In other words, truthful bidding is a good idea even if the competing bidders in the auction don’t know that they ought to be bidding truthfully as well. We now turn to first-price auctions, where we’ll find that the situation is much more complex. In particular, each bidder now has to reason about the behavior of her competitors in order to arrive at an optimal choice for her own bid. 9.5. FIRST-PRICE AUCTIONS AND OTHER FORMATS 267 9.5 First-Price Auctions and Other Formats In a sealed-bid first-price auction, the value of your bid not only affects whether you win but also how much you pay. As a result, most of the reasoning from the previous section has to be redone, and the conclusions are now different. To begin with, we can set up the first-price auction as a game in essentially the same way that we did for second-price auctions. As before, bidders are players, and each bidder’s strategy is an amount to bid as a function of her true value.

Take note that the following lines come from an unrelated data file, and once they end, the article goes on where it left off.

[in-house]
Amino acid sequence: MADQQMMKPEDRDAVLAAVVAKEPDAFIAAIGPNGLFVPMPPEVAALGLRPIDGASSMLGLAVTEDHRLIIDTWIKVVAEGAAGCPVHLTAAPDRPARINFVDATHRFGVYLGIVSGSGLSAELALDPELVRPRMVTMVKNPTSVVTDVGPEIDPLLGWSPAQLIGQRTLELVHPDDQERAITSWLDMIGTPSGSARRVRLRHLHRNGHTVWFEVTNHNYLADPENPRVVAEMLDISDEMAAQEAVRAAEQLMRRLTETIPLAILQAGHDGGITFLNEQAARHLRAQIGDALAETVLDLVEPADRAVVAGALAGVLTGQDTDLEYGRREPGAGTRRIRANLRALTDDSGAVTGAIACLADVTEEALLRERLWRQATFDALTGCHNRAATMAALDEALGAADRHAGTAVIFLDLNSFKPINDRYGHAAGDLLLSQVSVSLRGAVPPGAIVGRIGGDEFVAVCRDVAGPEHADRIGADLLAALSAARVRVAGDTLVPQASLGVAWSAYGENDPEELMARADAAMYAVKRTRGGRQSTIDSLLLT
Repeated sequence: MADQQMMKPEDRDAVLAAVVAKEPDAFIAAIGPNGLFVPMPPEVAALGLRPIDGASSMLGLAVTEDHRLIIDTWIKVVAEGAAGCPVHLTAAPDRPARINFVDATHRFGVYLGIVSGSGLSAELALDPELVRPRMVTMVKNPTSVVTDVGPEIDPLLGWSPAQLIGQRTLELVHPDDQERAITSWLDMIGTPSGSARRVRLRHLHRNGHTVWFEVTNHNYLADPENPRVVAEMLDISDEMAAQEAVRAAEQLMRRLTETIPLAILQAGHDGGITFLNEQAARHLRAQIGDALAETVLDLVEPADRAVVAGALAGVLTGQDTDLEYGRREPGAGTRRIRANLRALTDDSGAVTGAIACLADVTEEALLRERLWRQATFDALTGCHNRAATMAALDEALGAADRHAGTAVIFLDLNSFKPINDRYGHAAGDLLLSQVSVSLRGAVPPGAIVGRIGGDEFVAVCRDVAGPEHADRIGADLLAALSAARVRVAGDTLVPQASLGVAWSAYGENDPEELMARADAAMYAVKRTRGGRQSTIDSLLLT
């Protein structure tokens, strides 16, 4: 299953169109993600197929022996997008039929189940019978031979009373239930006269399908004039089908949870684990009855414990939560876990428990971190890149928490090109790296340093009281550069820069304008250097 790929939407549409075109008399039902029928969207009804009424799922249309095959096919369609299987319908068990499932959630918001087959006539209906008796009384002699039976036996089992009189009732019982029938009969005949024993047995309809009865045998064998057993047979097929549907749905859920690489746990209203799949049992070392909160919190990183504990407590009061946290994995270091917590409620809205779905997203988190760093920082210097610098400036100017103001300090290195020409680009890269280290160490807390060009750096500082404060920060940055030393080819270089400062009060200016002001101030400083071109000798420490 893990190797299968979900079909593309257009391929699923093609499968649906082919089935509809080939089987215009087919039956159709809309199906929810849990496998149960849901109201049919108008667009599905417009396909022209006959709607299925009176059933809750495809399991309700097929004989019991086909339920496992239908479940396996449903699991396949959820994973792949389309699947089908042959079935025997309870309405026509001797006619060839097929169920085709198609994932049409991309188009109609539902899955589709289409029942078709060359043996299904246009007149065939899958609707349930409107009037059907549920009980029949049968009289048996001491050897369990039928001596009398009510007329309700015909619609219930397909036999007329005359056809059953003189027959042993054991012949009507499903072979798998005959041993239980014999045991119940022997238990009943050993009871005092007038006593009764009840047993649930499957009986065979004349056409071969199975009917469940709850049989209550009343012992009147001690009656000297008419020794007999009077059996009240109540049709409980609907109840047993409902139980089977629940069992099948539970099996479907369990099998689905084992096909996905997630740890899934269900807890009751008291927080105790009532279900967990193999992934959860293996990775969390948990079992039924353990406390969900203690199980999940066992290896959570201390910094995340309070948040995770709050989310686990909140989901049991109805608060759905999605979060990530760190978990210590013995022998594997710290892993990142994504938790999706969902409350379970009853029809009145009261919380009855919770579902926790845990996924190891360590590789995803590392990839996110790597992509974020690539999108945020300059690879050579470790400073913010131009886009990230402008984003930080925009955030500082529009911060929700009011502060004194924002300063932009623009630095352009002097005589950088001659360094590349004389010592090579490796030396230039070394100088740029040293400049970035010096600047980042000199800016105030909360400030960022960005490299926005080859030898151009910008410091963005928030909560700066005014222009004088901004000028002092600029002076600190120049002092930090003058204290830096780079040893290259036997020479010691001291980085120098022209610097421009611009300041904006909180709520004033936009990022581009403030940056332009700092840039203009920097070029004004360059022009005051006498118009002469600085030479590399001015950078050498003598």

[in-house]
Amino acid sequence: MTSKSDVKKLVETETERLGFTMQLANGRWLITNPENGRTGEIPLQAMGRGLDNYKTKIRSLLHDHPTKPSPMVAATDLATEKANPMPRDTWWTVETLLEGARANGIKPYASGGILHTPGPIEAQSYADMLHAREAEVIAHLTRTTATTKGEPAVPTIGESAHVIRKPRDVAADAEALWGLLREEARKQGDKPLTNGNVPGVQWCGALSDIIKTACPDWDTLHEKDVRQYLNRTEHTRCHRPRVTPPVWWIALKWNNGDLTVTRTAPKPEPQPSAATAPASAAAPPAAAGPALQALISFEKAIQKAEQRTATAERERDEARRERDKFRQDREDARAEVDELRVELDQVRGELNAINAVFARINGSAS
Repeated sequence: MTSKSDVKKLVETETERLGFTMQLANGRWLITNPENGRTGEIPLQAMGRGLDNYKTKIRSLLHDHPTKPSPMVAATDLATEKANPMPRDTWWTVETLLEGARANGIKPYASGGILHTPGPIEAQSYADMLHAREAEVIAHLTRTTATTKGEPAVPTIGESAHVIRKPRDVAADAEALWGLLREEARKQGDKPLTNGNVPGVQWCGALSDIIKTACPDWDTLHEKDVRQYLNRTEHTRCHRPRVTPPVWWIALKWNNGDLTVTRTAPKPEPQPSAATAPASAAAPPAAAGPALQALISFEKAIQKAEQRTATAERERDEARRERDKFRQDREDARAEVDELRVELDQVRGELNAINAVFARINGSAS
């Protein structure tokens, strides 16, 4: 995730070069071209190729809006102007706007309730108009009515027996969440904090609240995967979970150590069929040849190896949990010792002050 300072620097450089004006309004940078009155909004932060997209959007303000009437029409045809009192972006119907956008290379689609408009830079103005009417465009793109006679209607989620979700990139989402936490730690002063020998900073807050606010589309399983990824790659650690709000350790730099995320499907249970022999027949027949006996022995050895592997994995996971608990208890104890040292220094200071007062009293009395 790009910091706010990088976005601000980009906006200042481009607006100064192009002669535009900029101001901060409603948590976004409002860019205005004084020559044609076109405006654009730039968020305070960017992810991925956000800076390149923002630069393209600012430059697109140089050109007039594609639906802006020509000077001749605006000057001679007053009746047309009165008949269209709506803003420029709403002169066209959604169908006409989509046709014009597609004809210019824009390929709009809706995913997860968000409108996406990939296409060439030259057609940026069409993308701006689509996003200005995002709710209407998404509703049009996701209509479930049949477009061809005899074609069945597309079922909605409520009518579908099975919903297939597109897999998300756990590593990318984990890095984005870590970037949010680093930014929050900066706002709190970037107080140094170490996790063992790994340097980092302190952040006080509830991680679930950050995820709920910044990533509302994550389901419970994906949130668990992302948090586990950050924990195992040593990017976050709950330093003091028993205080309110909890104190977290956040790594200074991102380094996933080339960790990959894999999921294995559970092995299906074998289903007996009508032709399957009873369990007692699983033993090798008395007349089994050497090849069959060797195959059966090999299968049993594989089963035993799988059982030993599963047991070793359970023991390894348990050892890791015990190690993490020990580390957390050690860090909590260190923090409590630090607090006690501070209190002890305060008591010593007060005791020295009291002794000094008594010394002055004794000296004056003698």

First, the discussion in this section shows that when we analyze bidder behavior in sealed-bid auctions, we’re also learning about their interactive analogues — with the descending-bid auction as the analogue of the sealed-bid first-price auction, and the ascending-bid auction as the analogue of the sealed-bid second-price auction. Second, a purely superficial comparison of the first-price and second-price sealed-bid 264 CHAPTER 9. AUCTIONS auctions might suggest that the seller would get more money for the item if he ran a first-price auction: after all, he’ll get paid the highest bid rather than the second-highest bid. It may seem strange that in a second-price auction, the seller is intentionally undercharging the bidders. But such reasoning ignores one of the main messages from our study of game theory — that when you make up rules to govern people’s behavior, you have to assume that they’ll adapt their behavior in light of the rules. Here, the point is that bidders in a first-price auction will tend to bid lower than they do in a second-price auction, and in fact this lowering of bids will tend to offset what would otherwise look like a difference in the size of the winning bid.